Iran Escalates Enrichment Toward Nuclear Threshold To Avoid Security Council Showdown
Weakened by internal unrest, Iran seeks to regain control of the narrative
Iranian state media reported Tuesday that the Islamic Republic had started to enrich uranium to a level of 60% in its underground Fordow nuclear facility, in an apparent effort to strengthen its position in talks to restore the Joint Comprehensive Plan of Action (JCPOA), commonly known as the Iran nuclear deal.
The semiofficial Iranian Students News Agency reported: “In a letter to the International Atomic Energy Agency (IAEA), Iran has informed the agency that it has started enriching uranium to 60% purity at Fordow site using IR-6 advanced centrifuges.”
The report added that this move is in retaliation to the IAEA’S Board of Governors’ resolution last week, ordering Iran to cooperate with the organization’s investigation of uranium particles that were found in three different undeclared sites. The resolution stressed that “Iran must now provide the necessary cooperation,” with “no more empty promises,” and that it is “essential and urgent.”
Hugo Corden-Lloyd, an intelligence expert who specializes in Iran, told The Media Line that the Iranian move intends to send a message. Without wanting to diminish the threat of a nuclear Iran, says Corden-Lloyd, “the government of Iran is adept at using its nuclear program as a messaging tool for both domestic and international audiences.”
He believes the enrichment boost is intended as a warning to Israel, the US, and Europe, and as an attempt to regain control of the current narrative. Iran has been seen to be weakened in recent months due to the ongoing civil protests over the death of 22-year-old Mahsa Amini in morality police custody, and the way demonstrations have been covered by the international media.
Uranium enrichment can serve various purposes, depending on its level. According to the World Nuclear Association, natural uranium contains 0.7% of the U-235 isotope, the component that contributes to the fission process. To create nuclear energy, the uranium is usually enriched to a level of 3-5%, but can even reach 20% for some special fuels, while 90% enrichment is needed for a nuclear weapon. In 2015, before the first nuclear deal was signed, Iran was enriching uranium to a level of 20%. The deal limited Iran to enriching uranium only to 3.67% for energy purposes.
France, Germany, and Britain condemned Tehran’s move to start enriching uranium to 60% and said in a joint statement that this level of enrichment “has no credible civilian justification” and “it carries significant proliferation-related risks.”
Dr. Mohammad Alzghool, a Jordanian researcher on Gulf Cooperation Council and Iranian affairs and head of the Iranian Studies Unit at the Emirates Policy Center in Abu Dhabi, says that the latest Iranian escalation was cautious and calculated by its government. He told the Media Line that analysis within Iran indicates there is a large bloc within the political elite that expects the nuclear escalation to enable the Iranian nuclear issue to avoid referral to the United Nations Security Council (UNSC).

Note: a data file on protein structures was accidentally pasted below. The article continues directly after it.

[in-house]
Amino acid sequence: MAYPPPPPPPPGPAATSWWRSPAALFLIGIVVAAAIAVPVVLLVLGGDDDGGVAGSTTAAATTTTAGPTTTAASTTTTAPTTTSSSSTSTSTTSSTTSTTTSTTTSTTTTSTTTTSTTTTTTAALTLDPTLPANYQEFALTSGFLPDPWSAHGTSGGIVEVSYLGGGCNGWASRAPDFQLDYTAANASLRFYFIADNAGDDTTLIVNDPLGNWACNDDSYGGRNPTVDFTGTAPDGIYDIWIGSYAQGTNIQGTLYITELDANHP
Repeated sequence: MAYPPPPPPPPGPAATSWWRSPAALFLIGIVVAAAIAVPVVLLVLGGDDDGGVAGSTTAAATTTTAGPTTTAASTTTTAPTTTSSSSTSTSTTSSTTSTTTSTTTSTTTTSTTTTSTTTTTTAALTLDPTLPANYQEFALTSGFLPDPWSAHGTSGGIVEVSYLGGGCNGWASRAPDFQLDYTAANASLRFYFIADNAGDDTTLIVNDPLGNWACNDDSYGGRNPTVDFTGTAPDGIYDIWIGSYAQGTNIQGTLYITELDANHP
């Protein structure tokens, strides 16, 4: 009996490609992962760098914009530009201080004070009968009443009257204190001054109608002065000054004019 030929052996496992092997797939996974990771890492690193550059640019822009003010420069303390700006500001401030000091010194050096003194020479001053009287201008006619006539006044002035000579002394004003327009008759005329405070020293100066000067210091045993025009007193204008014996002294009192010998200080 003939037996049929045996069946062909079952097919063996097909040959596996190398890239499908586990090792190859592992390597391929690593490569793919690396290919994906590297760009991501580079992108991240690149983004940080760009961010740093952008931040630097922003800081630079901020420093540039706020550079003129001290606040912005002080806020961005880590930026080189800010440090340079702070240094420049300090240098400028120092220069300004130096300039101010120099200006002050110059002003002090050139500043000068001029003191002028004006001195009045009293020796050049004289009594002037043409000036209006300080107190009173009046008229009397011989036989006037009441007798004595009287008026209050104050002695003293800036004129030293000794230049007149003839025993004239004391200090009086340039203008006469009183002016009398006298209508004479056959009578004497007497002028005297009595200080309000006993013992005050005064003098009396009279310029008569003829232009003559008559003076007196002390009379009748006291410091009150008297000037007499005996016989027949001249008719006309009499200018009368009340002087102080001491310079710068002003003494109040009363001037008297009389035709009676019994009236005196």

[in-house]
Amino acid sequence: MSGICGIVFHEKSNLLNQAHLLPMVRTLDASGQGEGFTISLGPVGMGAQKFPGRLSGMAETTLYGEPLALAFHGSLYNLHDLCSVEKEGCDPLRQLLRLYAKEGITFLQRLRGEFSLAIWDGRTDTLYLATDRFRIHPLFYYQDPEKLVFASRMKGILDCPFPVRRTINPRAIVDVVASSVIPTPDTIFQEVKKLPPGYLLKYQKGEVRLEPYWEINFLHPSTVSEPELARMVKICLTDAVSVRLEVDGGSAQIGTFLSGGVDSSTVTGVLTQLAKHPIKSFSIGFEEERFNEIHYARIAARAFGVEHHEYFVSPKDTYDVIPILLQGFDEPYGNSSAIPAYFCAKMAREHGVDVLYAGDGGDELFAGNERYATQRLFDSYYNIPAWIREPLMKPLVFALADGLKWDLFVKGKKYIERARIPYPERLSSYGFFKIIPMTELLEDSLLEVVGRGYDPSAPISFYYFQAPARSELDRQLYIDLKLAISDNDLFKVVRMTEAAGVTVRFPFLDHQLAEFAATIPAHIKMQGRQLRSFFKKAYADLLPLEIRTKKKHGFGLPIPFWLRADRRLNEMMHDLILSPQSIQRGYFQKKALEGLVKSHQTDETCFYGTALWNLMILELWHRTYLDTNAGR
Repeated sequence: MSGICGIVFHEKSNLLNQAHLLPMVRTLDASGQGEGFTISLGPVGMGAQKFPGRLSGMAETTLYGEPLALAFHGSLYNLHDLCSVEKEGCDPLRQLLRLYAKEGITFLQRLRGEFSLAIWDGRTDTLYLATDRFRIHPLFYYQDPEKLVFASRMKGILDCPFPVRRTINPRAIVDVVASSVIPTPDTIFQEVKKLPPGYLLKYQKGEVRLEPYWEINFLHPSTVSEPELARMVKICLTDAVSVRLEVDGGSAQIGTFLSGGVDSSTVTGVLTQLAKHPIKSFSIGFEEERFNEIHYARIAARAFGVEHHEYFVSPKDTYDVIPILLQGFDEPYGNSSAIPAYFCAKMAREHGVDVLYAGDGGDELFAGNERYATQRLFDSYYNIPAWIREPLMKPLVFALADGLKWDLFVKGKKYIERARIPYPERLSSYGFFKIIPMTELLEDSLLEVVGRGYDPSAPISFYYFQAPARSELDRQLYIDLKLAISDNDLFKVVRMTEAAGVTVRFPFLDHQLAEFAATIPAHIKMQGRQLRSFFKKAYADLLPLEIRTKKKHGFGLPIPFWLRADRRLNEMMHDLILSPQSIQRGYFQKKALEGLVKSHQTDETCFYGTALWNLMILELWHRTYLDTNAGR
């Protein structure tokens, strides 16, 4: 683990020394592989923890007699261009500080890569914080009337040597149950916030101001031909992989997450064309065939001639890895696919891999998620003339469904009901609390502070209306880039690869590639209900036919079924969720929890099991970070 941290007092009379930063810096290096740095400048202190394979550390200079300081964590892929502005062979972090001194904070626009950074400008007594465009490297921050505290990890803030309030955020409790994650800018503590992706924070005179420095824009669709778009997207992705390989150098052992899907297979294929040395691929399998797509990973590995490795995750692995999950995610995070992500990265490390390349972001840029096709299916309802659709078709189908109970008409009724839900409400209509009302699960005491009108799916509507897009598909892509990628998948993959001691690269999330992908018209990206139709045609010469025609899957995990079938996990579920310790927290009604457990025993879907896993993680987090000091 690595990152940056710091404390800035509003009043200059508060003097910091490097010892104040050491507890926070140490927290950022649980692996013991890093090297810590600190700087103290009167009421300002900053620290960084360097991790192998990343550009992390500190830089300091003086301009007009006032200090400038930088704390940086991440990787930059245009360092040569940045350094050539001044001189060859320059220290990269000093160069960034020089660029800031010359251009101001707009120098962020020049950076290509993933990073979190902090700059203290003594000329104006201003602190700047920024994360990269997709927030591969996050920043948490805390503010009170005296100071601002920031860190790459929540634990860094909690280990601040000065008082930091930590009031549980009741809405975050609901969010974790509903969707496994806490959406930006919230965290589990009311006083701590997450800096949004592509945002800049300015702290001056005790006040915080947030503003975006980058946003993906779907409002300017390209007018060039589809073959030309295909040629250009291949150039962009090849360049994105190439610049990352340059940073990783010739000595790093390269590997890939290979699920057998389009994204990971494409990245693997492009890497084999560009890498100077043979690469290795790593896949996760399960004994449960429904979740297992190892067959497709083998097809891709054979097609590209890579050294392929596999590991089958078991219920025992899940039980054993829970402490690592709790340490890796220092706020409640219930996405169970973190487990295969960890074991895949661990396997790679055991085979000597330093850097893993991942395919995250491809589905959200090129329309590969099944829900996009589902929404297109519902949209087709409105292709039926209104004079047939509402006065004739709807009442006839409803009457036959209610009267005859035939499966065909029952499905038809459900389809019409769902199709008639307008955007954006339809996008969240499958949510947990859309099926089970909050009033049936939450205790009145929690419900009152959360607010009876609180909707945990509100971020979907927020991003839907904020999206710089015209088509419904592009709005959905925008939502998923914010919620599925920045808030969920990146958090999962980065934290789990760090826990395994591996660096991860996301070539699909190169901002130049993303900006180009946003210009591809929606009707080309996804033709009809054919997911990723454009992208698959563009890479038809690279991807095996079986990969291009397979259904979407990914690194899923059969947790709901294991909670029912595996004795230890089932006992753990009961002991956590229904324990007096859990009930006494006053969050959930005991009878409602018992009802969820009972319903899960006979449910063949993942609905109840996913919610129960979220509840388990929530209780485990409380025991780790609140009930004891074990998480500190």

“Many experts expect that referring the Iranian nuclear issue to the UNSC via the snapback mechanism would not face the obstacle of a Russian or Chinese veto, as the snapback mechanism deprives the parties of the possibility of resorting to the right of veto,” he explains.
The escalation, Alzghool adds, “shows that the Iranian regime prefers to remain at the level of a nuclear threshold,” to reopen the door to negotiations with the West and relieve sanctions that keep the country’s economy crippled.
He notes that all the parties involved in the nuclear talks are still avoiding the discussion of its complete collapse. However, Alzghool explains that none of the parties is interested in returning to the exact same version of the 2015 agreement, each for its own reasons.
Therefore, says Corden-Lloyd, “It is in Iran’s interest to present their nuclear program in an advanced state, to put pressure on negotiators, and shore up their own negotiating position.” On the other hand, Alzghool notes that the Europeans are actively seeking a renewed and expanded deal, although “The Europeans were at the forefront of calling out and confronting Iranian nuclear violations.”
For this reason, he argues, “We can notice an increasing desire within Iranian discourse to exclude the Europeans from nuclear negotiations, especially within the conservative and hard-line bloc.”
Corden-Lloyd points out that, since the Russian invasion of Ukraine started eight months ago, Russian President Vladimir Putin has regularly spoken of developments as being a return to a “multipolar” world order. “Iran is likely to be hugely sympathetic to this movement,” he adds. “Closer relations with Russia and China would present significant military and economic opportunities, as well as marginalizing the ability of the US and Europe to dictate the terms of Iran’s global engagement.”
Alzghool argues, however, that, despite Russia’s major role in obstructing the chances of returning to the JCPOA, and has further developed Iran’s missile capabilities, the “Russian support may not be able to protect Iran from possible international sanctions as a result of such an escalation.”
Also, says Corden-Lloyd, “Russo-Iranian relations have always been defined by words rather than deeds. It will be interesting to observe whether the two nations develop their ties beyond rhetoric into a deeper economic and political alliance.”